Quantum Corp., is updating its StorNext file management and archiving software to better handle "big data" files. According to Quantum, the product is designed to handle large numbers of files as well as large single files generated by industries that deal with lots of data, including media and entertainment, oil and gas exploration, video surveillance and life sciences.
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Janet LaFleur, StorNext's senior product management manager, said 4.3 is “designed for customers with big data files to manage the velocity, volume and variety of the data they’re hitting."
Quantum claims its restructured database can scale to 1 billion files while creating and truncating files faster than previous versions.
LaFleur said version 4.3 truncates files up to one-and-a-half times faster than earlier versions. It also creates new files up to 20% faster and archives files under 1 MB 40% faster. The new group project storage management feature allows administrators to set directory quotas per project, instead of per user or group. This feature is aimed at projects involving multiple workgroups.
“What we are seeing is that projects are getting bigger and a lot more complex with a lot more users interacting and providing content towards the final project,” LaFleur said.
LaFleur said version 4.3 will be available Aug. 1.
Active Vault is designed for what Quantum refers to as WORR – write once read rarely – data. It creates a storage tier inside the tape library but outside the reach of the library's robot arm. Retrieval is semi-automated, which means operator assistance is required.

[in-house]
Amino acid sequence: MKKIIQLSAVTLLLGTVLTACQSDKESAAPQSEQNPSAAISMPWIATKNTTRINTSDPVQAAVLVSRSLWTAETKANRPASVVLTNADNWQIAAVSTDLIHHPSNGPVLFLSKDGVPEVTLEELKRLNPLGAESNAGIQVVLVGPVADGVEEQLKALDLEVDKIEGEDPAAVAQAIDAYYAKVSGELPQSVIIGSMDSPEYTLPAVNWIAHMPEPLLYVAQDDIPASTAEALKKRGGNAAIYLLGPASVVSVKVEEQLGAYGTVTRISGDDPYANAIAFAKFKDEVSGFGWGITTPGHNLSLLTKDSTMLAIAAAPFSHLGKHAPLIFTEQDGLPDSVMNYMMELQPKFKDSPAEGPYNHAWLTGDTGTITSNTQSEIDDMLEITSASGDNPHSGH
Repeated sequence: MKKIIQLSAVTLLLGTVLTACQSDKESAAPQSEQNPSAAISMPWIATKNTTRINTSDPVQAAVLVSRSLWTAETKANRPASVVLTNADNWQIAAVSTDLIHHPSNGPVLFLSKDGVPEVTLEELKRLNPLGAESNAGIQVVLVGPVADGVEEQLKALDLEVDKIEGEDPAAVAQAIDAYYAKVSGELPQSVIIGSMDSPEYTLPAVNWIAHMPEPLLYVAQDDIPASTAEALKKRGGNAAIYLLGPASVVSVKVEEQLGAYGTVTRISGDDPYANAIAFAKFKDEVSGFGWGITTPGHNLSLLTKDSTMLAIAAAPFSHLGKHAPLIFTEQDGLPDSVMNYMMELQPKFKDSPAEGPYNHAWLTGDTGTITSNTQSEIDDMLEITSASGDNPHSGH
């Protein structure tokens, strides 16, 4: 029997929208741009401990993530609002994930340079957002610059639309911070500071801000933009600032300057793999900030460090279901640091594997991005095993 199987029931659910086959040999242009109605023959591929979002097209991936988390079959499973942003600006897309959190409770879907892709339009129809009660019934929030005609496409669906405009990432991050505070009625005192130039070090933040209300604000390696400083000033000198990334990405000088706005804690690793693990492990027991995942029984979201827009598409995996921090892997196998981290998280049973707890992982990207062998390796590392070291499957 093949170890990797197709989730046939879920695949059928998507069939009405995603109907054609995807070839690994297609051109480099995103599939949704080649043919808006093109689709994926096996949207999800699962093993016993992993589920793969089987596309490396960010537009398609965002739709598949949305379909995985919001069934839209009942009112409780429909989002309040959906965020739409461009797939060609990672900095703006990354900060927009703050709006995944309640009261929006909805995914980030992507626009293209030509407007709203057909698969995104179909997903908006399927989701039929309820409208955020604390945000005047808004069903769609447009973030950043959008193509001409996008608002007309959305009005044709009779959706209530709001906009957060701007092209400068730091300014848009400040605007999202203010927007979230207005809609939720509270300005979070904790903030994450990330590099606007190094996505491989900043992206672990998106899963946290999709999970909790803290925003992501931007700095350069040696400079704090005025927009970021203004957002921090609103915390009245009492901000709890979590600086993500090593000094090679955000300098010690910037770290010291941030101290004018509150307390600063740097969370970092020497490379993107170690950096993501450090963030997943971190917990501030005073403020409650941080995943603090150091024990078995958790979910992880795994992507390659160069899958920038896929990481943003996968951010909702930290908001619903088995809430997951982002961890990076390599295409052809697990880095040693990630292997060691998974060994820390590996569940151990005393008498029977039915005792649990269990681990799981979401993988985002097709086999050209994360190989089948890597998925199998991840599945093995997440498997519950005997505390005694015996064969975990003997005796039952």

StorNext employs user-defined policies to recommend tapes for the Active Vault, and the software then tracks their location and monitors data integrity. When the actively-archived data is required, an operator moves the tape from the Active Vault to the shelves of the library.
The idea is to keep the data off of primary storage while making it easier to retrieve than off-site tapes.
A new archive on ingest feature allows administrators to send data from camera, sensors and other video sources directly to tape to avoid slowing down high-performing disks.
“It’s a good idea because a lot of data has already been processed,” said Randy Kerns, senior strategist for the Evaluator Group analyst firm. "Let’s not consume valuable primary space, but [instead] put it off to archive immediately.”